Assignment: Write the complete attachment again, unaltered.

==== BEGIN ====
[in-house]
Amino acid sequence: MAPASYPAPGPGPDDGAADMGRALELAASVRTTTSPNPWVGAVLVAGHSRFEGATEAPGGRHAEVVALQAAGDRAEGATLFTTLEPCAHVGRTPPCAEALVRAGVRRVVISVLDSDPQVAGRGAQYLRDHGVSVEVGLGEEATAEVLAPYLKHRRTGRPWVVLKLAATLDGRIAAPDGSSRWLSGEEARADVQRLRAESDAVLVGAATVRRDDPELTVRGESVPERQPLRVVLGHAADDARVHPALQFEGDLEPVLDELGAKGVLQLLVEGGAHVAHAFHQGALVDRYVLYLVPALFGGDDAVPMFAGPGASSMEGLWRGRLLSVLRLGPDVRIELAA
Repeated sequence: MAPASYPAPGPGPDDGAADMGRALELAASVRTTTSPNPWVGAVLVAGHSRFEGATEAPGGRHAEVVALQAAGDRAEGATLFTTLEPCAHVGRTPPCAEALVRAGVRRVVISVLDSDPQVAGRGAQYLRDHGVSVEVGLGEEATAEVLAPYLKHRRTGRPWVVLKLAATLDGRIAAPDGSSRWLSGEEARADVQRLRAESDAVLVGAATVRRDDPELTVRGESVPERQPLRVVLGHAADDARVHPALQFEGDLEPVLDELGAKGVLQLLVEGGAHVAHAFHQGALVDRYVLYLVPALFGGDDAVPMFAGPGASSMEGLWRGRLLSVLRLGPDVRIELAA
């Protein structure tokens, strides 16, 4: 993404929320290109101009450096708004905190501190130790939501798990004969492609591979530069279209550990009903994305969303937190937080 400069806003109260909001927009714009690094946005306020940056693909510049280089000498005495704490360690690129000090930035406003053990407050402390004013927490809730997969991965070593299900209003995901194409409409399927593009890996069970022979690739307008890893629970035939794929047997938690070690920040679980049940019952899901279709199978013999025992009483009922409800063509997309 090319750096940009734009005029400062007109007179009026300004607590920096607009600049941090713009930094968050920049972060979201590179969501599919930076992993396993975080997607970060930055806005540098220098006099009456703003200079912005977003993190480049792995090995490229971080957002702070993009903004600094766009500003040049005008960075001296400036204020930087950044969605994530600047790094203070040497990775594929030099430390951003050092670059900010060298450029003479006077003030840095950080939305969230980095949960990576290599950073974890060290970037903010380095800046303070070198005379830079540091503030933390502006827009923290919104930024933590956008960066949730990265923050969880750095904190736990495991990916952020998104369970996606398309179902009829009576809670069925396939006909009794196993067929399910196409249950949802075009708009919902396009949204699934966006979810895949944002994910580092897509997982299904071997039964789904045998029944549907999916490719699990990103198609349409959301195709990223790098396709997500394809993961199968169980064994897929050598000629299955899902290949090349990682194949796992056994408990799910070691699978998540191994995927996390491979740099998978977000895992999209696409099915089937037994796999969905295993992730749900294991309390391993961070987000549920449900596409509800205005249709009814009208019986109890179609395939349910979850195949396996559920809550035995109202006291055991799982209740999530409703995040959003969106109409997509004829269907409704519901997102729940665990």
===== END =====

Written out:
[in-house]
Amino acid sequence: MAPASYPAPGPGPDDGAADMGRALELAASVRTTTSPNPWVGAVLVAGHSRFEGATEAPGGRHAEVVALQAAGDRAEGATLFTTLEPCAHVGRTPPCAEALVRAGVRRVVISVLDSDPQVAGRGAQYLRDHGVSVEVGLGEEATAEVLAPYLKHRRTGRPWVVLKLAATLDGRIAAPDGSSRWLSGEEARADVQRLRAESDAVLVGAATVRRDDPELTVRGESVPERQPLRVVLGHAADDARVHPALQFEGDLEPVLDELGAKGVLQLLVEGGAHVAHAFHQGALVDRYVLYLVPALFGGDDAVPMFAGPGASSMEGLWRGRLLSVLRLGPDVRIELAA
Repeated sequence: MAPASYPAPGPGPDDGAADMGRALELAASVRTTTSPNPWVGAVLVAGHSRFEGATEAPGGRHAEVVALQAAGDRAEGATLFTTLEPCAHVGRTPPCAEALVRAGVRRVVISVLDSDPQVAGRGAQYLRDHGVSVEVGLGEEATAEVLAPYLKHRRTGRPWVVLKLAATLDGRIAAPDGSSRWLSGEEARADVQRLRAESDAVLVGAATVRRDDPELTVRGESVPERQPLRVVLGHAADDARVHPALQFEGDLEPVLDELGAKGVLQLLVEGGAHVAHAFHQGALVDRYVLYLVPALFGGDDAVPMFAGPGASSMEGLWRGRLLSVLRLGPDVRIELAA
């Protein structure tokens, strides 16, 4: 993404929320290109101009450096708004905190501190130790939501798990004969492609591979530069279209550990009903994305969303937190937080 400069806003109260909001927009714009690094946005306020940056693909510049280089000498005495704490360690690129000090930035406003053990407050402390004013927490809730997969991965070593299900209003995901194409409409399927593009890996069970022979690739307008890893629970035939794929047997938690070690920040679980049940019952899901279709199978013999025992009483009922409800063509997309 090319750096940009734009005029400062007109007179009026300004607590920096607009600049941090713009930094968050920049972060979201590179969501599919930076992993396993975080997607970060930055806005540098220098006099009456703003200079912005977003993190480049792995090995490229971080957002702070993009903004600094766009500003040049005008960075001296400036204020930087950044969605994530600047790094203070040497990775594929030099430390951003050092670059900010060298450029003479006077003030840095950080939305969230980095949960990576290599950073974890060290970037903010380095800046303070070198005379830079540091503030933390502006827009923290919104930024933590956008960066949730990265923050969880750095904190736990495991990916952020998104369970996606398309179902009829009576809670069925396939006909009794196993067929399910196409249950949802075009708009919902396009949204699934966006979810895949944002994910580092897509997982299904071997039964789904045998029944549907999916490719699990990103198609349409959301195709990223790098396709997500394809993961199968169980064994897929050598000629299955899902290949090349990682194949796992056994408990799910070691699978998540191994995927996390491979740099998978977000895992999209696409099915089937037994796999969905295993992730749900294991309390391993961070987000549920449900596409509800205005249709009814009208019986109890179609395939349910979850195949396996559920809550035995109202006291055991799982209740999530409703995040959003969106109409997509004829269907409704519901997102729940665990």